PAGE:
Gluten Sensitivity (Intolerance)
Bhupinder S. Anand, MBBS, MD, DPHIL (OXON)
Dr. Anand received MBBS degree from Medical College Amritsar, University of Punjab. He completed his Internal Medicine residency at the Postgraduate Institute of medical Education and Research, Chandigarh, India. He was trained in the field of Gastroenterology and obtained the DPhil degree. Dr. Anand is board-certified in Internal Medicine and Gastroenterology.
- Gluten sensitivity (intolerance) definition
- What are gluten intolerance symptoms?
- What is the relationship between gluten intolerance and celiac disease?
- Is nonceliac gluten sensitivity real?
- What other diseases mimic celiac disease?
- Food allergies or food intolerance
- What are FODMAPs?
- What is bacterial overgrowth?
- What are functional intestinal disorders?
- Is there any evidence that nonceliac gluten sensitivity is really a disease or condition?
- Find a local Doctor in your town
Gluten sensitivity (intolerance) definition
Gluten sensitivity is defined as a reduction in symptoms after eliminating gluten-containing products from the diet.
What are gluten intolerance symptoms?
Gluten sensitivity is all the rage these days. Not a week goes by that I don't see a patient with gastrointestinal symptoms who has started a gluten-free diet - or what they think is a gluten-free diet - who tells me that their symptoms have improved. They describe their symptoms as feeling bloated and gassy, experiencing abdominal pain, diarrhea, and abdominal cramping. Gluten-free products are flooding the market place. Most of these gluten-free products have always been gluten-free, but their gluten-free status now is being advertised for marketing purposes. What's going on here? Is gluten sensitivity really a new "disease?"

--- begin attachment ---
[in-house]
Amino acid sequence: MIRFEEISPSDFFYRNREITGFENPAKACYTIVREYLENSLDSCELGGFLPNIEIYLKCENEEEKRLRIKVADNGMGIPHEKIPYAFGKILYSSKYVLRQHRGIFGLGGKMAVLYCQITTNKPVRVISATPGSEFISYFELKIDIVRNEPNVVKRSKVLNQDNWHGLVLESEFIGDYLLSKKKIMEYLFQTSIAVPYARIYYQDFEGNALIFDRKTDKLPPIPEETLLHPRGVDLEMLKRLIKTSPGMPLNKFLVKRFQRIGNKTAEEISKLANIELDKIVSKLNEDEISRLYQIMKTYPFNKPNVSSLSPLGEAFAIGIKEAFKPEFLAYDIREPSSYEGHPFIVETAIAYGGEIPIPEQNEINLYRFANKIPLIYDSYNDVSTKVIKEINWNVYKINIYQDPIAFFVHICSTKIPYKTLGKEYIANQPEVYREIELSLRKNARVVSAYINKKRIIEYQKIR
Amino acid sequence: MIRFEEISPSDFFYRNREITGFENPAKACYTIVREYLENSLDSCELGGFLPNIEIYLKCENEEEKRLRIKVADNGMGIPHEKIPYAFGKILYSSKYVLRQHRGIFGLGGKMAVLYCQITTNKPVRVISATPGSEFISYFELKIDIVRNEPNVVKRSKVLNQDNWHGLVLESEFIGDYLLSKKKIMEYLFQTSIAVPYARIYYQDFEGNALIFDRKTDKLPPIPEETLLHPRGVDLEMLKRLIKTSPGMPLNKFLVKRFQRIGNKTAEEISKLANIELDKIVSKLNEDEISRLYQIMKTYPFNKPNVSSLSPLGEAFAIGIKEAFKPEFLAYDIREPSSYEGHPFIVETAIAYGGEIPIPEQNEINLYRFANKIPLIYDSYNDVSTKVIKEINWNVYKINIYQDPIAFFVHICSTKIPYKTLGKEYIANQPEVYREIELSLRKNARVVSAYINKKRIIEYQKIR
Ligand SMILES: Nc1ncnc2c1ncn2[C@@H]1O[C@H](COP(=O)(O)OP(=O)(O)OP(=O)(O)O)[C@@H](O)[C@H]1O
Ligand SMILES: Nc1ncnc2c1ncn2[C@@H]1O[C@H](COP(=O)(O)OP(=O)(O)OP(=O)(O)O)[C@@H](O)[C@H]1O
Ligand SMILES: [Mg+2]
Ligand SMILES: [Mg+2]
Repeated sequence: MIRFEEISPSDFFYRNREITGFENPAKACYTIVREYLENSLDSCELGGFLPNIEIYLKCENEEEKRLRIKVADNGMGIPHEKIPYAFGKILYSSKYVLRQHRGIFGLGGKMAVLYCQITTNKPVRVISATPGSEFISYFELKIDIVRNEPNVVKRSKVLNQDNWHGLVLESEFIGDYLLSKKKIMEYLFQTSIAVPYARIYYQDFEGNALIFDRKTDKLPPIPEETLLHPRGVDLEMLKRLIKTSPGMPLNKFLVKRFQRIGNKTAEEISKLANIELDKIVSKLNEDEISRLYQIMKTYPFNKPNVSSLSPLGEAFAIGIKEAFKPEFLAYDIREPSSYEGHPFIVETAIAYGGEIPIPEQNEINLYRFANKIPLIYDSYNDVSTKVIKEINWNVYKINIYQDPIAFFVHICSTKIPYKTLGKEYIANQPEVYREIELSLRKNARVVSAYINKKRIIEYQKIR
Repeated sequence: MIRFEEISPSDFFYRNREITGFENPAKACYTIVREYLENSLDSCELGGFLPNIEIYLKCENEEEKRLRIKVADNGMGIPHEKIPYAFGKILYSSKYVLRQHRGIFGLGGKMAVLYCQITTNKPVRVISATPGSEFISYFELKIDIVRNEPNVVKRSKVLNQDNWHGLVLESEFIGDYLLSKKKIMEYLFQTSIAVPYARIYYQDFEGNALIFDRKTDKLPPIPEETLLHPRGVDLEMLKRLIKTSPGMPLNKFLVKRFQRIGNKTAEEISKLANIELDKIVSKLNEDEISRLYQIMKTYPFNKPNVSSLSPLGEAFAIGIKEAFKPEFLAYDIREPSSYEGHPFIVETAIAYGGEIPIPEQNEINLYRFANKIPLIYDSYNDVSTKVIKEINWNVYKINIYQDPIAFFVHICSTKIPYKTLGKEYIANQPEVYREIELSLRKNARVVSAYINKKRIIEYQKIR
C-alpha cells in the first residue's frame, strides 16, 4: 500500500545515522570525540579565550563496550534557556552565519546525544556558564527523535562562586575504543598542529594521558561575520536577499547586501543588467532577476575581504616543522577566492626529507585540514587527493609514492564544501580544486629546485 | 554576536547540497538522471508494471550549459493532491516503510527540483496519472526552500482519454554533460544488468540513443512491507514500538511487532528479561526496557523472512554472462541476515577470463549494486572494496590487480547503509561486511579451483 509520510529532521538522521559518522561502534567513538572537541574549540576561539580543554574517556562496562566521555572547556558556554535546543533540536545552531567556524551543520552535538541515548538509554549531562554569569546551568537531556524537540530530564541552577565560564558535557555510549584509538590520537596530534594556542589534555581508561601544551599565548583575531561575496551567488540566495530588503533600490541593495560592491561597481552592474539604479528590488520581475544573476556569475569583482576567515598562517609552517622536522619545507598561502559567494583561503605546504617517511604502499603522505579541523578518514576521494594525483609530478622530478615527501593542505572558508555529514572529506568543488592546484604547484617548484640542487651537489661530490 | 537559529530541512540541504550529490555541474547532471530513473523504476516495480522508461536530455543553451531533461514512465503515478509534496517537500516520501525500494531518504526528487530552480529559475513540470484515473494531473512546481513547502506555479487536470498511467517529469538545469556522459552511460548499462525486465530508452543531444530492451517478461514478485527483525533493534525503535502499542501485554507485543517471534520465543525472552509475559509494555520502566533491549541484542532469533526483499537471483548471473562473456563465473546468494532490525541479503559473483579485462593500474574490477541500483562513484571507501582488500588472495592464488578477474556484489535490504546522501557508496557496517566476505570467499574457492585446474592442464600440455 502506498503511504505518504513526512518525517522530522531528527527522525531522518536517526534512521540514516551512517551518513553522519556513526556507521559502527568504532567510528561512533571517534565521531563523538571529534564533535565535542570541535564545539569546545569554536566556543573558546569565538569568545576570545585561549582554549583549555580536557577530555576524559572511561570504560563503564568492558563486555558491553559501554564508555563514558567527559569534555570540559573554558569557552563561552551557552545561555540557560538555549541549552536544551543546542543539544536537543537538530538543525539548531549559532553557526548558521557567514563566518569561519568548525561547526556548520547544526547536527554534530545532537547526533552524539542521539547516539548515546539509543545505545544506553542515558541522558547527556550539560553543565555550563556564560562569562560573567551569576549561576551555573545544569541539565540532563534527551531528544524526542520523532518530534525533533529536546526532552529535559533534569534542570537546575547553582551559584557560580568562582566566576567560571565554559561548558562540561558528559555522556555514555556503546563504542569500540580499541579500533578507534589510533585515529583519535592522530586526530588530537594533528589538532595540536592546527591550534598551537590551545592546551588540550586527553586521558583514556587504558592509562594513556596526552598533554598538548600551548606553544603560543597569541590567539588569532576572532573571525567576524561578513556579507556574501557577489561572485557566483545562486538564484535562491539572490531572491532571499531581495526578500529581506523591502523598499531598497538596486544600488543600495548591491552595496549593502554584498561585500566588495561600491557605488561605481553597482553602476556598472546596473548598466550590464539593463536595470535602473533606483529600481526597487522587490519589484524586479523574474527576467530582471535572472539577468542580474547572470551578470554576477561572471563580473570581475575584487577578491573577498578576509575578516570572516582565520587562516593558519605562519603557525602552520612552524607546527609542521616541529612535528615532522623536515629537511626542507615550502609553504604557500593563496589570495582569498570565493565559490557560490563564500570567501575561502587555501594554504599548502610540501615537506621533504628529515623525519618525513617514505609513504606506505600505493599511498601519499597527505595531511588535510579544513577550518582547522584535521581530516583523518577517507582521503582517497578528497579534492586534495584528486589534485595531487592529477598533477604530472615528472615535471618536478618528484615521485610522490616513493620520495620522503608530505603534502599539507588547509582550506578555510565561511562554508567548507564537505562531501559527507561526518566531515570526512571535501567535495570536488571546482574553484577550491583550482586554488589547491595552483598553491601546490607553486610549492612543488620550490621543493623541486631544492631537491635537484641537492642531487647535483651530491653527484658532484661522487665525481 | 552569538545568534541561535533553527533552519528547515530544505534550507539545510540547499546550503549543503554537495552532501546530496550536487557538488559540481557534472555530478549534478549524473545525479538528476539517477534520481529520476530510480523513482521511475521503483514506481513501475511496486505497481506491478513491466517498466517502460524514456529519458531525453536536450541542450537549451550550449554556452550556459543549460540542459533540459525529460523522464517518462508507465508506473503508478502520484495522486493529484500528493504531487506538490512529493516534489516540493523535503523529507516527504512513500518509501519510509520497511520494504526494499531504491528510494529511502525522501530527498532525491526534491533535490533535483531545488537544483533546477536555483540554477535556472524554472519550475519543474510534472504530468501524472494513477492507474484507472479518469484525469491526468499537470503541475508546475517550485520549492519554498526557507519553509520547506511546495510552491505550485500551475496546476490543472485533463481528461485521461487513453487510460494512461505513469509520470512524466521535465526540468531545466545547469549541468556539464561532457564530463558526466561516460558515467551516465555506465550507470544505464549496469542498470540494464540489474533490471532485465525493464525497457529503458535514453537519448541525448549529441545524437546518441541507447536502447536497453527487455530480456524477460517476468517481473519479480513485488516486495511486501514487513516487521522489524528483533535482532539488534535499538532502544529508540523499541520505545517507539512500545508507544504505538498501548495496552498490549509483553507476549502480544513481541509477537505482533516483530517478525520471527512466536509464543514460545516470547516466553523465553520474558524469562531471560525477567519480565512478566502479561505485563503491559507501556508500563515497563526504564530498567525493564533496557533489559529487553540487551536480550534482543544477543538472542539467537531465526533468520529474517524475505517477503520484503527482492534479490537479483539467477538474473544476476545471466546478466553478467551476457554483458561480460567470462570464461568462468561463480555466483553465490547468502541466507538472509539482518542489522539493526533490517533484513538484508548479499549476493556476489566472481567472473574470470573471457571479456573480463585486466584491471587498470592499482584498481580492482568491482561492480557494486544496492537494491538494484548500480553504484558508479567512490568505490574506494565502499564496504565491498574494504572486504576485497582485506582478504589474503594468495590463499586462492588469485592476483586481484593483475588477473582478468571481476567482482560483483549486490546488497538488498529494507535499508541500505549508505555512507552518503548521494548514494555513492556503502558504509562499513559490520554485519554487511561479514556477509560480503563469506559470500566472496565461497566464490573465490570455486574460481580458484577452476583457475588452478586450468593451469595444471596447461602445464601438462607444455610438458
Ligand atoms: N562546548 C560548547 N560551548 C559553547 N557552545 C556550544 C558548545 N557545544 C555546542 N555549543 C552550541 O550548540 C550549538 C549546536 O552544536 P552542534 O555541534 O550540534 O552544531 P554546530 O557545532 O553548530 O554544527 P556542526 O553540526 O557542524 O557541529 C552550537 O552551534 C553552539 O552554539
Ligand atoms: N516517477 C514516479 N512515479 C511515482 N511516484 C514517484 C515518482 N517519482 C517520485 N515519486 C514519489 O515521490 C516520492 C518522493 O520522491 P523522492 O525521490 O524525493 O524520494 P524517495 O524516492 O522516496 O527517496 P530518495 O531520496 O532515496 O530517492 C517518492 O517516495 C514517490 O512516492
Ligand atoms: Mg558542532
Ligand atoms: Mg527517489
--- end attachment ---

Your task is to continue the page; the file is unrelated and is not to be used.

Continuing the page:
What is the relationship between gluten intolerance and celiac disease?
As with most things health-wise, the situation is complex. The first thing to understand is that the gluten sensitivity of celiac disease, a well established disease that affects less than 1% of the population in the U. S., is due to an autoimmune process. This can be considered as an allergic reaction to proteins contained in gluten typically found in several common grains, including wheat, rye and barley. Celiac disease is easily diagnosed by blood tests and intestinal biopsy. The only practical treatment for celiac disease is a strict, gluten-free diet. Ninety-nine percent of individuals I see who report gluten sensitivity, however, do not have celiac disease. So, why do they feel better on a gluten-free diet? There is likely to be more than one explanation.
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